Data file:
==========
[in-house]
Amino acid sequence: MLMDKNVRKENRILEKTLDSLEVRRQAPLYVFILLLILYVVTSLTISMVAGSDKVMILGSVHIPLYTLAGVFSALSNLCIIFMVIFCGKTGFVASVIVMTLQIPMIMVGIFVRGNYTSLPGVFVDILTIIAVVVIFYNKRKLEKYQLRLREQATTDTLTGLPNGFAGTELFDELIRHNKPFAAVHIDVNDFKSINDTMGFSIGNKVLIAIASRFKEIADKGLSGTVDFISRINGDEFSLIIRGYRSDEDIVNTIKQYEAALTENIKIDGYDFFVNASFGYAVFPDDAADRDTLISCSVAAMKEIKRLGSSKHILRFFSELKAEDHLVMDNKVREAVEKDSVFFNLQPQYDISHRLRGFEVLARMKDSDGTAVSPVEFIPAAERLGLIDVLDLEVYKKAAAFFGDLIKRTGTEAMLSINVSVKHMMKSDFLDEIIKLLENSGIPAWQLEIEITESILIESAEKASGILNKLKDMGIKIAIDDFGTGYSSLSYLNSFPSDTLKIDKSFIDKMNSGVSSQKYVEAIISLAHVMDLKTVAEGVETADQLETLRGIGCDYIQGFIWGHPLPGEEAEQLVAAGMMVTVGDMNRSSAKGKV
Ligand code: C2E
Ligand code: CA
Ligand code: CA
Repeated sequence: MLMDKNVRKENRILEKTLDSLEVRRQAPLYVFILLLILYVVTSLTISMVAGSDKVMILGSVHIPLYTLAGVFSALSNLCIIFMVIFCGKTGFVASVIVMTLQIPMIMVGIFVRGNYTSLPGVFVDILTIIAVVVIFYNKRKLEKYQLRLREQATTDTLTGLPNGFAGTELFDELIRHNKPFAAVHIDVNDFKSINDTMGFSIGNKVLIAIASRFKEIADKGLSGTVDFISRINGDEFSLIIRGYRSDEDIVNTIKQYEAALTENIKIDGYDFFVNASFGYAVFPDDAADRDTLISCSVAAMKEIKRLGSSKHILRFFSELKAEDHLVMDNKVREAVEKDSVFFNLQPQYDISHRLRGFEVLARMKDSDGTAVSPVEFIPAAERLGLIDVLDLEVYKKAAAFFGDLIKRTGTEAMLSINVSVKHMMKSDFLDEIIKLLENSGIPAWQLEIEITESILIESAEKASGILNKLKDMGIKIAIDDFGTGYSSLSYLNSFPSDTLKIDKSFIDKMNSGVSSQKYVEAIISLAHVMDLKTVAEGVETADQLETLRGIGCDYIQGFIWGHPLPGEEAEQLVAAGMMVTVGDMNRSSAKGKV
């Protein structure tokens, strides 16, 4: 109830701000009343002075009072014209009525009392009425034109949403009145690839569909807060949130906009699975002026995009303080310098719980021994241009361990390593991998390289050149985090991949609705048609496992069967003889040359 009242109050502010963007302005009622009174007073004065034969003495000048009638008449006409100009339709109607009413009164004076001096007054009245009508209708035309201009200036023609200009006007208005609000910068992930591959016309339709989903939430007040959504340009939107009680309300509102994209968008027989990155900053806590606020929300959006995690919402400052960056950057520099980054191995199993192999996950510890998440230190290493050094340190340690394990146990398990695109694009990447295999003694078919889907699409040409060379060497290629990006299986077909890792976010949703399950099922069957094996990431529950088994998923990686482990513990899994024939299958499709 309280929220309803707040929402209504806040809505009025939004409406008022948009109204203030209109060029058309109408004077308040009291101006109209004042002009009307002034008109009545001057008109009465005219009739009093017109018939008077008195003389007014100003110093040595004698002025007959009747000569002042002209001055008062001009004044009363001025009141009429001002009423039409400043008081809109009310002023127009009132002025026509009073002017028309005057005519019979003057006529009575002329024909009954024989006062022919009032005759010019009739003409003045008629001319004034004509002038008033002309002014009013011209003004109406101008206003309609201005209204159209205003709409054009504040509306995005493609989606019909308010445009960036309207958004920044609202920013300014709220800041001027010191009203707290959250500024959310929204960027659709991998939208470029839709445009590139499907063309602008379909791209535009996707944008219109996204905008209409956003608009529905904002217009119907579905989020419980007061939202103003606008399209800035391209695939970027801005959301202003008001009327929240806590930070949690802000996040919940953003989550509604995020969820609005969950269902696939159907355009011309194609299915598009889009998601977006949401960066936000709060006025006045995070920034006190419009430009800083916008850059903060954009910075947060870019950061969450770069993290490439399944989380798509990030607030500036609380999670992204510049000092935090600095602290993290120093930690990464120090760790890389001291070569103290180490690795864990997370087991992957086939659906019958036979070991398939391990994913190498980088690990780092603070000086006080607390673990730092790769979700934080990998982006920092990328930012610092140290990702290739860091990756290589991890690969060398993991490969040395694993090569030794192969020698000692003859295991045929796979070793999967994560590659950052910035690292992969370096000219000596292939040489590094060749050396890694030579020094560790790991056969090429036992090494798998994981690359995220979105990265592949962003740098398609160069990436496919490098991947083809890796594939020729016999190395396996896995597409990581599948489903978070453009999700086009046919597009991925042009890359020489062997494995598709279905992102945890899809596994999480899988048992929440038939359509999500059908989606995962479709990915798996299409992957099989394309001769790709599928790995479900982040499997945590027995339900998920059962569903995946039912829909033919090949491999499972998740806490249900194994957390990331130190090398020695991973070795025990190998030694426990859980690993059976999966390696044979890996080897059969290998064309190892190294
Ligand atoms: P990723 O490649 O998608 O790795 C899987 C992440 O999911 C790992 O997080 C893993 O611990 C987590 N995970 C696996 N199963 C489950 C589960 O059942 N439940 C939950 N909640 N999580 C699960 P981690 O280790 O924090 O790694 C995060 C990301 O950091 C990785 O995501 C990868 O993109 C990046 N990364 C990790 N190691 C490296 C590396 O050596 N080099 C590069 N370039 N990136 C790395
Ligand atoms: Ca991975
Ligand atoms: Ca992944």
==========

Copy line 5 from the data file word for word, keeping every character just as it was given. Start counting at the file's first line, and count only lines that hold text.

Ligand code: CA